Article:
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Gary Bartz



Biography
Grammy Award winning Jazz saxophonist Gary Bartz first came to New York in 1958 to attend the Juilliard Conservatory of Music. Just 17 years old, Gary couldn't wait to come to the city to play and learn. "It was a very good time for the music in New York, at the end of what had been the be-bop era," says Bartz. "Charlie Parker had passed away three years previously but Miles' group was in its heyday, Monk was down at the Five Spot, and Ornette Coleman was just coming to town. Things were fresh." Back then, Gary could regularly be found drinking Cokes in the all ages "peanut gallery" of Birdland, enjoying a marathon bill of performers. "If I didn't have money to get in, I'd help somebody carry a drum and sneak in," laughs Bartz. "I learned that early on."

Circa mid-'60s, the alto saxophonist - still in his early 20s - began performing throughout the city with the Max Roach/Abbey Lincoln Group and quickly established himself as the most promising alto voice since Cannonball Adderley. "In those days, we used to go by people's lofts and stay for weeks, just working on music," says Gary. "Folks would all chip in and buy food, and one of us would cook. But there was always music, because people were dropping by at all hours. We didn't even think about it; that's just what we did. We were very unselfish about what we were writing because, after all, music doesn't belong to any one person. It belongs to the people, to everybody."

With the splash of his New York debut solidly behind him, Bartz soon joined Art Blakey's Jazz Messengers. According to the story, Gary's parents owned a club in Baltimore, the North End Lounge. When his father hired Blakey for a gig, Gary grabbed the opportunity to fill a sax player vacancy in the band. After his performance that night, the young Bartz was officially hired to join the Jazz Messengers; in 1965, he would make his recording debut on Blakey's 'Soulfinger' album.

From 1962-64, Gary joined Charles Mingus' Workshop and began practicing regularly with fellow members of the horn section, including Eric Dolphy. In 1968, Bartz began an association with McCoy Tyner, which included participating in Tyner's classic 'Expansions' and 'Extensions' albums. Work with McCoy proved especially significant for Bartz because of the bandleader's strong connection to John Coltrane who Gary succinctly cites as a profound influence. Gary continues to perform and record with McCoy to this day.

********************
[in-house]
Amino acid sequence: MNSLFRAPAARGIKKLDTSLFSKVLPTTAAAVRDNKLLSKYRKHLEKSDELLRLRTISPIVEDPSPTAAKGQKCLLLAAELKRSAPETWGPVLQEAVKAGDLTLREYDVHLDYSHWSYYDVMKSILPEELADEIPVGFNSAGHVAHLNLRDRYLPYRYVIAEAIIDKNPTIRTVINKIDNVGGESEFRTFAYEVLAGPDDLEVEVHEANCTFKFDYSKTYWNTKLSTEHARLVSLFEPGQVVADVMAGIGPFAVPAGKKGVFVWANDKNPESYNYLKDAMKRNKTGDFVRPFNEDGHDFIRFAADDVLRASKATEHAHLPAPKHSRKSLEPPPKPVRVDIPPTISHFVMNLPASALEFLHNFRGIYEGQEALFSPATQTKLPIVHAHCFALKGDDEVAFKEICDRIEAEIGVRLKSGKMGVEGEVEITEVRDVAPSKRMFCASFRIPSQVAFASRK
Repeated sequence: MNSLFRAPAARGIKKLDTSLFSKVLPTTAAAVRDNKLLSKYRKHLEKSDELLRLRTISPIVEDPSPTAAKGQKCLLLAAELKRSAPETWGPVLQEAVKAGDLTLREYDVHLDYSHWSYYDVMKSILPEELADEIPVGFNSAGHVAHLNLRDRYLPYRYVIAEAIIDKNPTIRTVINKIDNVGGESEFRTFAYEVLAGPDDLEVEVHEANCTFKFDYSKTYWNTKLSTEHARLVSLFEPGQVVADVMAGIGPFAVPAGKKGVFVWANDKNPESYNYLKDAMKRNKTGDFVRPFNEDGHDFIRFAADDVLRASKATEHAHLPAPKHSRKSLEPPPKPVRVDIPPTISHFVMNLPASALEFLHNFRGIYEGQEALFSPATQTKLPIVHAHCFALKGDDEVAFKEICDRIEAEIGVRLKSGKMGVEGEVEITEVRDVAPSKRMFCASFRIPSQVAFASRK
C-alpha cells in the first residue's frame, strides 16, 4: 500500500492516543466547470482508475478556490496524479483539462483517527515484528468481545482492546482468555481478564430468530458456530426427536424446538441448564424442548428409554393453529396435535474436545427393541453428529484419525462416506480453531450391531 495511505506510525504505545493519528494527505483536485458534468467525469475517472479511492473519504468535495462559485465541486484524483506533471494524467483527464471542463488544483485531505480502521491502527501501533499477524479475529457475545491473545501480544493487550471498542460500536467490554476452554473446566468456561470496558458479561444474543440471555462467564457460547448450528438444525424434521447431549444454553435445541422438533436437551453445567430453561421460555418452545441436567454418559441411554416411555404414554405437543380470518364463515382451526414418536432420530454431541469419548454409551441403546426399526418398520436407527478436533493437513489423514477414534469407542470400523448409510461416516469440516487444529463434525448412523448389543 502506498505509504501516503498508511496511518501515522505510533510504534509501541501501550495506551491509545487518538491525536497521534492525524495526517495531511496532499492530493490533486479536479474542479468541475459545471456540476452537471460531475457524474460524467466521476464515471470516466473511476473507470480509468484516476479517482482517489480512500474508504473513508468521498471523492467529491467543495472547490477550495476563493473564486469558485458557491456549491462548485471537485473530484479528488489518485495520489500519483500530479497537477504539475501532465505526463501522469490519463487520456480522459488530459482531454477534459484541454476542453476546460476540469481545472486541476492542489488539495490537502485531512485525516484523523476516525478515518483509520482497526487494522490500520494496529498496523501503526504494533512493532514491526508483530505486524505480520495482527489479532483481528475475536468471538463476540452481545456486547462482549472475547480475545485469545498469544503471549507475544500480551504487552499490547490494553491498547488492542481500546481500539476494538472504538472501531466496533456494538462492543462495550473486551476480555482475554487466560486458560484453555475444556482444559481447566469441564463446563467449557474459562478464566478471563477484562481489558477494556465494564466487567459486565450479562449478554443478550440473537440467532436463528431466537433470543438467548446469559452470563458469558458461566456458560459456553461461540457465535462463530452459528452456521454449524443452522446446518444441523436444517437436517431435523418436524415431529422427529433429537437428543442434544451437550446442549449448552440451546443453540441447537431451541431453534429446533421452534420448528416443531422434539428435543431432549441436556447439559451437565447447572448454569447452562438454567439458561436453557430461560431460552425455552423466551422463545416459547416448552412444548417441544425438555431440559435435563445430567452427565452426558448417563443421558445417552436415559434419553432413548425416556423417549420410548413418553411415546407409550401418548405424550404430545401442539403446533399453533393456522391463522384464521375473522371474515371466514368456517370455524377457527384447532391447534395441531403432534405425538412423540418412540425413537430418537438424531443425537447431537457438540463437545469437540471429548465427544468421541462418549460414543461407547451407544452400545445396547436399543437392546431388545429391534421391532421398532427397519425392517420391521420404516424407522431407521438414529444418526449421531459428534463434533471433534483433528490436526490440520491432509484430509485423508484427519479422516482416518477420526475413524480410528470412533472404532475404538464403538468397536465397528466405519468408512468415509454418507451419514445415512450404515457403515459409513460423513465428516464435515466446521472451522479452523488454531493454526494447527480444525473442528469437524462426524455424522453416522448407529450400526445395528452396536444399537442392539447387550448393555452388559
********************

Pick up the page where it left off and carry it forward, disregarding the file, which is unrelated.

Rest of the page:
During his first two years with Tyner, Gary was also touring with Max Roach and taking some time out to record on Max's Atlantic Records release, 'Members Don't Get Weary.' "With Max, there was that bond with Charlie Parker," declares Bartz. "Charlie Parker is why I play the alto saxophone."

Bartz received a call from Miles Davis in 1970; work with the legendary horn player marked Gary's first experience playing electric music. It also reaffirmed his yen for an even stronger connection to Coltrane.

In addition to working with Miles in the early '70s - including playing the historic Isle of Wight Festival in August, 1970 - Bartz was busy fronting his own NTU Troop ensemble. The group got its name from the Bantu language: NTU means unity in all things, time and space, living and dead, seen and unseen.

Outside the Troop, Bartz had been recording as a group leader since 1968, and continued to do so throughout the '70s, during which time he released such acclaimed albums as, 'Another Earth,' 'Home,' 'Music Is My Sanctuary,' and 'Love Affair.' By the late '70s, he was doing studio work in Los Angeles with Norman Connors and Phyllis Hyman. In 1988, after a nine-year break between solo releases, Bartz began recording what music columnist Gene Kalbacher described as "vital ear-opening sides," on such albums as 'Monsoon,' 'West 42nd Street,' 'There Goes The Neighborhood,' and 'Shadows.'

Bartz followed those impressive works in 1995 with the release of his debut Atlantic album 'The Red And Orange Poems,' a self-described musical mystery novel and just one of Gary's brilliantly conceived concept albums. Back when Bartz masterminded the much-touted 'I've Known Rivers' album, based on the poetry of Langston Hughes, his concepts would be twenty years ahead of those held by some of today's Jazz/hip hop and acid Jazz combos.

So it continues with 'The Blues Chronicles: Tales Of Life.' A testimonial to a steadfast belief in the power of music to soothe, challenge, spark a crowd to full freak, or move one person to think. It adds up to a shoe box full of musical snapshots from a life lived and played with passion and stirred - with both joy and sadness - by the blues.

Gary's latest release, 'Live At The Jazz Standard, Vol. 1' - Soulstice, is the first of a series of recordings documenting his legendary, non-stop style, live performances. This initial release on his own OYO label bares testimony to Gary's continuing growth as a composer, group leader, and master of both the alto and soprano saxophones. A quartet session recorded in 1998, it will be followed by 'Live At The Jazz Standard, Vol. 2,' scheduled for late Spring 2000 release, which features Gary's exciting Sextet. Scheduled for release this year, 'Soprano Stories' will find Gary exclusively performing on the soprano saxophone in a studio quartet setting. With over 30 recordings as a leader (as well as more than 100 recordings as a guest artist with others), Gary Bartz has taken his rightful place in the pantheon of Jazz greats.



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